DNA Phenotyping is the prediction of physical appearance from DNA.
It can be used to generate leads in cases where there are no suspects or database hits, or to help identify unknown remains.

DNA carries the genetic instruction set for an individual’s physical characteristics, producing the wide range of appearances among people. By determining how genetic information translates into physical appearance, it is possible to “reverse-engineer” DNA into a physical profile. Snapshot reads tens of thousands of genetic variants (“genotypes”) from a DNA sample and uses this information to predict what an unknown person looks like.

Over the past four years, using deep data mining and advanced machine learning algorithms in a specialized bioinformatics pipeline, Parabon — with funding support from the US Department of Defense (DoD) — developed the Snapshot Forensic DNA Phenotyping System, which accurately predicts genetic ancestry, eye color, hair color, skin color, freckling, and face shape in individuals from any ethnic background, even individuals with mixed ancestry.

Because some traits are partially determined by environmental factors and not DNA alone, Snapshot trait predictions are presented with a corresponding measure of confidence, which reflects the degree to which such factors influence each particular trait. Traits, such as eye color, that are highly heritable (i.e., are not greatly affected by environmental factors) are predicted with higher accuracy and confidence than those that have lower heritability; these differences are shown in the confidence metrics that accompany each Snapshot trait prediction.

fhid snapshot dna phenotyping

Using genomic data from large populations of subjects with known phenotypes, Parabon’s bioinformaticists have built statistical models for forensic traits, which can be used to predict the physical appearance of unknown individuals.


Snapshot takes advantage of modern SNP technology, translating select biomarkers from a DNA sample into predictions about various physical traits of its source. Using these predictions, Snapshot generates a descriptive profile that contains sex, ancestry, pigmentation (skin color, hair color, eye color, freckling), and even face morphology, as well as excluded phenotypes.

SNP Technology

Recent advances in DNA sequencing technology have made it practical and affordable to read genetic content from DNA, which in turn has allowed the creation of datasets that include both genotypic (genetic content) and phenotypic (trait) data for each of thousands of subjects. With the diligent and repeated application of data mining and machine learning processes to such data, Parabon NanoLabs produces statistical models that translate the presence of specific genetic biomarkers into forensically relevant trait predictions.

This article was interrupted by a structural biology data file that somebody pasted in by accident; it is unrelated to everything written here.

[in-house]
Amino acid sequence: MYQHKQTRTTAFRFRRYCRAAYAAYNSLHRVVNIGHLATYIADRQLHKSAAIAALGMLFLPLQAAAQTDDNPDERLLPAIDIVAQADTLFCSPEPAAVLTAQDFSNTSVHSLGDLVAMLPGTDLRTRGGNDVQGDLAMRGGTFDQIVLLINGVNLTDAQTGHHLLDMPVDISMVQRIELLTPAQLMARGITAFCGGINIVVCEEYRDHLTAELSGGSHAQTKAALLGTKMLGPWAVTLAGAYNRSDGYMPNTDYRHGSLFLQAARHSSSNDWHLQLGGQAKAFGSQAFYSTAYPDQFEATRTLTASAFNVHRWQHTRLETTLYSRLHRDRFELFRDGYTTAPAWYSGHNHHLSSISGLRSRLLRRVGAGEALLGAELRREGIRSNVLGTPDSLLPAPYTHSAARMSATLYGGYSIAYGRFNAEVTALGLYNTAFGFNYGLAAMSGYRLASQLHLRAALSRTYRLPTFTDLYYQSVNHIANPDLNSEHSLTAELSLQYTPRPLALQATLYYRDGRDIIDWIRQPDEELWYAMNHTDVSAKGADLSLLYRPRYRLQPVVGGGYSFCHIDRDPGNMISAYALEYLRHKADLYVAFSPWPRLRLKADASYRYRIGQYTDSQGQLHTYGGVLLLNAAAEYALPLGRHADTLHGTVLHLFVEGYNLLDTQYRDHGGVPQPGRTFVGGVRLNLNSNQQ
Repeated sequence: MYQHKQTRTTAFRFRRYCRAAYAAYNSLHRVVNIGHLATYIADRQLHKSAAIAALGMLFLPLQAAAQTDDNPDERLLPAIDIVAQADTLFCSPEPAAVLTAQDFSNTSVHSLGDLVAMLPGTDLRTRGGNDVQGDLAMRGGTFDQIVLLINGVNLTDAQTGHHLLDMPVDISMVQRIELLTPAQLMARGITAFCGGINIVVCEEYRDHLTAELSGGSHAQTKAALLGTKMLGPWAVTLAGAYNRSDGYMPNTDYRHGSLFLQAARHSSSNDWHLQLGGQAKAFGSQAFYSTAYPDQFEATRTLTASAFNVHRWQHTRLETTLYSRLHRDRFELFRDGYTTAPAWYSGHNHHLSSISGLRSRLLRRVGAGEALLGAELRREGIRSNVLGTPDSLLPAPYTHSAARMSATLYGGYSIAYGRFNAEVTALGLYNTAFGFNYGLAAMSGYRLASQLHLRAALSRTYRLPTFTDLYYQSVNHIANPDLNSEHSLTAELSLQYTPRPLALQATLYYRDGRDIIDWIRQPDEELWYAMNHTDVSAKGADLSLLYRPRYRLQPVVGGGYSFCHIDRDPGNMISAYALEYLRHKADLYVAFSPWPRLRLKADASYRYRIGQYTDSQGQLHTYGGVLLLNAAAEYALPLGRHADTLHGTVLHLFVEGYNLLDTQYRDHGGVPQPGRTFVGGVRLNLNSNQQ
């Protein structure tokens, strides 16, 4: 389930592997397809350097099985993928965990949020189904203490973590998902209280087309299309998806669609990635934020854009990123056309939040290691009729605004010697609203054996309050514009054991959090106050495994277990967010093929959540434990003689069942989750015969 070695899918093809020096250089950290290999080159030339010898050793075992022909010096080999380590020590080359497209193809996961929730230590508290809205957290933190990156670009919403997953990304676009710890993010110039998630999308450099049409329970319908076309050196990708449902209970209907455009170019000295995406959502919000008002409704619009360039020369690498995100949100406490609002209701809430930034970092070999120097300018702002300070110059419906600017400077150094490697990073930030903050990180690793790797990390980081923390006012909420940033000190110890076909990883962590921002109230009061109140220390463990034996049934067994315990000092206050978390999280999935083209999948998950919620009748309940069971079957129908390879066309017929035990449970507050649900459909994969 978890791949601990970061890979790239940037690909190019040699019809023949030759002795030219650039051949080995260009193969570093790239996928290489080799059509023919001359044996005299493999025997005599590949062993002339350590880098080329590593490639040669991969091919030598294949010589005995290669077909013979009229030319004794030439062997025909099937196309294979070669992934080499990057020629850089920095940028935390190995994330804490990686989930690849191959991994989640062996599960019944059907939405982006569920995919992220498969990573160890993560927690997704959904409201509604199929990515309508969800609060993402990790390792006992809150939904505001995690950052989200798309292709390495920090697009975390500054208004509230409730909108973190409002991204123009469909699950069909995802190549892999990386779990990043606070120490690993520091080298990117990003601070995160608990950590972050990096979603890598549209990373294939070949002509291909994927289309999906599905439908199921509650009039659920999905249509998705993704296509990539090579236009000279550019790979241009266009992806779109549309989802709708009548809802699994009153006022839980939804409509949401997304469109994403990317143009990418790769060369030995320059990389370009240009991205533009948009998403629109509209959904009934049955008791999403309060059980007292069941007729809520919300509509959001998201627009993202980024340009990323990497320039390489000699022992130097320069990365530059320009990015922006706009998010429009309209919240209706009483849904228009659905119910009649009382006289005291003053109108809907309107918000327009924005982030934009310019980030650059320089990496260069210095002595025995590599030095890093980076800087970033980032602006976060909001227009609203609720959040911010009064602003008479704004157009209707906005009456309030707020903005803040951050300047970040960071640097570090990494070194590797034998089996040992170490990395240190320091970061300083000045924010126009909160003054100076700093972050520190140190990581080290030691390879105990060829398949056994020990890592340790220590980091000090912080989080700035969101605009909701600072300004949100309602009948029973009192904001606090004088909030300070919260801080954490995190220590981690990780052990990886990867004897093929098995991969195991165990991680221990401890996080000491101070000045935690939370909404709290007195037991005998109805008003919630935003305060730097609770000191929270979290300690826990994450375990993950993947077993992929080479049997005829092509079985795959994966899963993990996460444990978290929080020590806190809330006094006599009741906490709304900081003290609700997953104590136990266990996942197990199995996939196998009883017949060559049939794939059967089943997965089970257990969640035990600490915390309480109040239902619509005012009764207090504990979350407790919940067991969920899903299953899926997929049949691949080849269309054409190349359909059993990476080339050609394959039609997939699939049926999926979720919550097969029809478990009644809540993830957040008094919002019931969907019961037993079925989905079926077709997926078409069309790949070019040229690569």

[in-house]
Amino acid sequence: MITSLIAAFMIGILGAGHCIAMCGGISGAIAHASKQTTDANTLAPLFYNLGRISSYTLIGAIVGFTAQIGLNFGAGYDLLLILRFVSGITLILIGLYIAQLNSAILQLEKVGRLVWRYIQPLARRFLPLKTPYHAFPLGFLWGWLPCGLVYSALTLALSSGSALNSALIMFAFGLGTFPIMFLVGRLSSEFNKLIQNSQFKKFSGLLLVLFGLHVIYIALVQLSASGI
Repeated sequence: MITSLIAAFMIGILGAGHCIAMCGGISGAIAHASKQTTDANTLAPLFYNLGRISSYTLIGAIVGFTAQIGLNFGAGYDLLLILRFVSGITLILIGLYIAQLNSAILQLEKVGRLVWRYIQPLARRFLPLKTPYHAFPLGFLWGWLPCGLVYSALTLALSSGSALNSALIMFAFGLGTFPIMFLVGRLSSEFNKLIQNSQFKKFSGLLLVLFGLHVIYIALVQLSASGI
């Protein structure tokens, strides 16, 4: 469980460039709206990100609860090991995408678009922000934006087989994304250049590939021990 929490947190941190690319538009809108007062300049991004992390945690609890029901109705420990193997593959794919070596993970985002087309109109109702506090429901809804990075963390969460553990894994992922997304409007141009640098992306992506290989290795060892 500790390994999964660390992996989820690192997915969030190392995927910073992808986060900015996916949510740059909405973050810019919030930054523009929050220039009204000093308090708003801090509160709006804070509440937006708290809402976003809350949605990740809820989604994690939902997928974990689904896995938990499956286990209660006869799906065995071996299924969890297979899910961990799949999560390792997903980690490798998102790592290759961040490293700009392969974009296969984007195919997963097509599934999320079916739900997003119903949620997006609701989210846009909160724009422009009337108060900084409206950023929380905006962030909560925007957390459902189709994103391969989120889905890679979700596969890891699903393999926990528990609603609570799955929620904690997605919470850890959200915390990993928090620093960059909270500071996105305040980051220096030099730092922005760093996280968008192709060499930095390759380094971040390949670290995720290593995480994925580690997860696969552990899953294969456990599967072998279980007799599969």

Data Mining

Beginning with large datasets comprised of a phenotype (trait) of interest and genotype data for thousands of subjects, our bioinformatics team performs large-scale statistical analysis on millions of individual SNPs and billions of combinations thereof to identify sets of these genetic markers that associate with the given trait. This mining process can take weeks running on hundreds, sometimes thousands, of computers. In the end, those SNPs with the greatest likelihood of contributing to the variation observed in the target trait are culled for potential use in predictive models.

Data Modeling

The modeling phase further refines this set of SNPs to a final set that most accurately predict the target trait under a framework of machine learning algorithms. Models are validated against data held out for such testing and calibrated with all available data before being installed into the Snapshot architecture.
Tested on thousands of out-of-sample genotypes, Snapshot’s trait predictions have been shown to be highly accurate. For example, Snapshot predicts pigmentation traits with an average accuracy of greater than 80%, and its ability to discriminate between pigmentation extremes is considerably higher — often 99% or more.

Even in cases where it is difficult to distinguish between two similar phenotypes — e.g., hazel eyes vs. green eyes — Snapshot can, with high confidence, exclude certain traits (for instance, Snapshot can, with confidence approaching 100%, predict that a particular subject does not have brown or black eyes.

fhid snapshot dna phenotyping

Using genomic data from large populations of subjects with known phenotypes, Parabon’s bioinformaticists have built statistical models for forensic traits, which can be used to predict the physical appearance of unknown individuals.

DNA Phenotyping Use Cases

Snapshot was built for the defense, security, justice, and intelligence communities. The technology has been validated with as little as 50 picograms (0.05 nanograms) of DNA, from which high-quality genotypes of nearly 1 million SNPs have been produced with very high call rates.

The development of Snapshot took four years and was funded by the United States Defense Threat Reduction Agency (DTRA). As part of the development and validation process, Snapshot was tested on thousands of out-of-sample genotypes and was shown to be extremely accurate. In addition, Snapshot has been used by State and local police departments throughout the US, and private citizens seeking ancestry information.

Snapshot can be applied to any case where DNA has been found that does not match a known suspect or CODIS. Snapshot provides a means to determine the physical appearance and other characteristics of the individuals that are the source of such samples.

Instead of being stymied by DNA evidence that fails to produce a database match, investigators can now use Snapshot to generate viable leads in cases that might otherwise go cold.

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